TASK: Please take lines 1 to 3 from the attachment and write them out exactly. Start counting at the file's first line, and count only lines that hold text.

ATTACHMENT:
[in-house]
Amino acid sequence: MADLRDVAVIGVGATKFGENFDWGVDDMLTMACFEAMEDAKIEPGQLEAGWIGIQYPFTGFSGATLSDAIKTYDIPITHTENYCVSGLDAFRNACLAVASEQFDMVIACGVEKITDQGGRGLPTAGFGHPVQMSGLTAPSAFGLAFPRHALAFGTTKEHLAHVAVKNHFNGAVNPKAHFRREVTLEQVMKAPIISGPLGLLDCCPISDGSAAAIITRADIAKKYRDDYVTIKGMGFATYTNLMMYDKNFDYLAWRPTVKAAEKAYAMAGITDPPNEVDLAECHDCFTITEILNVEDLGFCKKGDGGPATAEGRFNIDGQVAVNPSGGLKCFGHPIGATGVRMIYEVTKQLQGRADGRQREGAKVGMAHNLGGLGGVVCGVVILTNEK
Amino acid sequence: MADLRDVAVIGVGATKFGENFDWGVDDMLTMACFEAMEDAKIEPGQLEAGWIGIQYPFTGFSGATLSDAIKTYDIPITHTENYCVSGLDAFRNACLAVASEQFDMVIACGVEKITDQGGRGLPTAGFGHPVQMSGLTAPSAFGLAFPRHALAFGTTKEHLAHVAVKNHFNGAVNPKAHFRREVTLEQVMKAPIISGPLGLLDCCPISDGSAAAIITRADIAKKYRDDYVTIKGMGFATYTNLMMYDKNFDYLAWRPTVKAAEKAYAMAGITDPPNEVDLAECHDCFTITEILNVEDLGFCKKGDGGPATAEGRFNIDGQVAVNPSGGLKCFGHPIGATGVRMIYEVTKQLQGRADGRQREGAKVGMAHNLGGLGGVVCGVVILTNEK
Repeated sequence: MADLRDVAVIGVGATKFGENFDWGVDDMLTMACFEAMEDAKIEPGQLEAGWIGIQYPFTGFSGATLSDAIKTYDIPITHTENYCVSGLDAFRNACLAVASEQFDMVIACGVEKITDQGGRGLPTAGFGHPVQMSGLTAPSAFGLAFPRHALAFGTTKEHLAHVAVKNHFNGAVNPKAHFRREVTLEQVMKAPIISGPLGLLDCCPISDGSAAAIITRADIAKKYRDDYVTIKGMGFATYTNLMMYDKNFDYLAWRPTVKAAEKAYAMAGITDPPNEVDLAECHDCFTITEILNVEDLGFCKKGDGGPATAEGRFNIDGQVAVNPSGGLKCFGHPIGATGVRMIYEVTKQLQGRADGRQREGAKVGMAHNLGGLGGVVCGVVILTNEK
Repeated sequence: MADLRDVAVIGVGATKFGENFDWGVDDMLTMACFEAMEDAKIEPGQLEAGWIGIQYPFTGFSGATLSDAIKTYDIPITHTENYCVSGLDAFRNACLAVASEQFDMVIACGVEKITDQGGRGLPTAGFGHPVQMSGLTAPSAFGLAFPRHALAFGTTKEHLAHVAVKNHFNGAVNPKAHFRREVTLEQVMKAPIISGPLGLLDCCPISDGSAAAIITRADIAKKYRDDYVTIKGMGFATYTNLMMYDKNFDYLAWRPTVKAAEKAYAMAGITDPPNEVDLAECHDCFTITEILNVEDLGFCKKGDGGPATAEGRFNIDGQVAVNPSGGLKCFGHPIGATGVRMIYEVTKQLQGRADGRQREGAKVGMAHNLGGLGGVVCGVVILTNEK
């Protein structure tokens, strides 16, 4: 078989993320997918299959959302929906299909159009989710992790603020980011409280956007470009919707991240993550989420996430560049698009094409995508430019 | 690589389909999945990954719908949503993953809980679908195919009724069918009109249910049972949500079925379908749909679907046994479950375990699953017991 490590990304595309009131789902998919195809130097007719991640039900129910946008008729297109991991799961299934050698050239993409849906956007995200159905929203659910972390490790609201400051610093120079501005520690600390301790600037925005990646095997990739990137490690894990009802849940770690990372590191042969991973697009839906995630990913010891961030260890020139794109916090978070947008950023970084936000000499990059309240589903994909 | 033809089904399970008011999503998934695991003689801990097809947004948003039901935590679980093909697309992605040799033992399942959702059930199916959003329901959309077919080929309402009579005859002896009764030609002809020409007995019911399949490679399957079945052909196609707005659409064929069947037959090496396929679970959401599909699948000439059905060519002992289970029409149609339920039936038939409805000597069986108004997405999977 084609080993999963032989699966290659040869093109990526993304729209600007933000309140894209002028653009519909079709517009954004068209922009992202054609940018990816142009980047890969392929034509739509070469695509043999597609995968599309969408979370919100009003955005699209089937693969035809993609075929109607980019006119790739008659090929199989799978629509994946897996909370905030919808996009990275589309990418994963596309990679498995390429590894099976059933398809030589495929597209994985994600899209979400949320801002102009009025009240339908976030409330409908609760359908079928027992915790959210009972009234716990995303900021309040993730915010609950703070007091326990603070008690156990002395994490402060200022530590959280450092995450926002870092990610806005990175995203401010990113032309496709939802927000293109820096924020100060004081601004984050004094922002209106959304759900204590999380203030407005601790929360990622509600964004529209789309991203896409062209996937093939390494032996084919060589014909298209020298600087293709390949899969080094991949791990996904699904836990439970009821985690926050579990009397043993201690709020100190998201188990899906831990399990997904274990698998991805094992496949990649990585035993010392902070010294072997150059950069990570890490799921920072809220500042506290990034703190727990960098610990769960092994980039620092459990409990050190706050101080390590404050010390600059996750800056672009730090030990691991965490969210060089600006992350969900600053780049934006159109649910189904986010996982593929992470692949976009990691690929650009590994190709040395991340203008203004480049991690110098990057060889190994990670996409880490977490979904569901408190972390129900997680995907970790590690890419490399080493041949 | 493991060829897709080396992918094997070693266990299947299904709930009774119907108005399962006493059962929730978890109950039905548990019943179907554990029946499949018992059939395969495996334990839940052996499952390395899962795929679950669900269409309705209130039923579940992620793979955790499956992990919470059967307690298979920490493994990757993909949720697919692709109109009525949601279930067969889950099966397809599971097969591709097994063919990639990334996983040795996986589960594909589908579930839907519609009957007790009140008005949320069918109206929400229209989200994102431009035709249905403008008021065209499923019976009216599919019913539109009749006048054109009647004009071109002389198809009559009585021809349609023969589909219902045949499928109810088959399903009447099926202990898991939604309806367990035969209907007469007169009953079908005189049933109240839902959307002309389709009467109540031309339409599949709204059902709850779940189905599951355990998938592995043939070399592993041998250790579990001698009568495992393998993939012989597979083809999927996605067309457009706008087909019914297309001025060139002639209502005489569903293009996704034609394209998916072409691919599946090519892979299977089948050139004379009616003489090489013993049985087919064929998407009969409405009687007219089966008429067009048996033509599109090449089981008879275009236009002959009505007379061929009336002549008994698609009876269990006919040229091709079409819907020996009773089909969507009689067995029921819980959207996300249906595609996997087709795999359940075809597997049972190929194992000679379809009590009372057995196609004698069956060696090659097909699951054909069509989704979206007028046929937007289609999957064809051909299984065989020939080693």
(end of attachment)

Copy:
[in-house]
Amino acid sequence: MADLRDVAVIGVGATKFGENFDWGVDDMLTMACFEAMEDAKIEPGQLEAGWIGIQYPFTGFSGATLSDAIKTYDIPITHTENYCVSGLDAFRNACLAVASEQFDMVIACGVEKITDQGGRGLPTAGFGHPVQMSGLTAPSAFGLAFPRHALAFGTTKEHLAHVAVKNHFNGAVNPKAHFRREVTLEQVMKAPIISGPLGLLDCCPISDGSAAAIITRADIAKKYRDDYVTIKGMGFATYTNLMMYDKNFDYLAWRPTVKAAEKAYAMAGITDPPNEVDLAECHDCFTITEILNVEDLGFCKKGDGGPATAEGRFNIDGQVAVNPSGGLKCFGHPIGATGVRMIYEVTKQLQGRADGRQREGAKVGMAHNLGGLGGVVCGVVILTNEK
Amino acid sequence: MADLRDVAVIGVGATKFGENFDWGVDDMLTMACFEAMEDAKIEPGQLEAGWIGIQYPFTGFSGATLSDAIKTYDIPITHTENYCVSGLDAFRNACLAVASEQFDMVIACGVEKITDQGGRGLPTAGFGHPVQMSGLTAPSAFGLAFPRHALAFGTTKEHLAHVAVKNHFNGAVNPKAHFRREVTLEQVMKAPIISGPLGLLDCCPISDGSAAAIITRADIAKKYRDDYVTIKGMGFATYTNLMMYDKNFDYLAWRPTVKAAEKAYAMAGITDPPNEVDLAECHDCFTITEILNVEDLGFCKKGDGGPATAEGRFNIDGQVAVNPSGGLKCFGHPIGATGVRMIYEVTKQLQGRADGRQREGAKVGMAHNLGGLGGVVCGVVILTNEK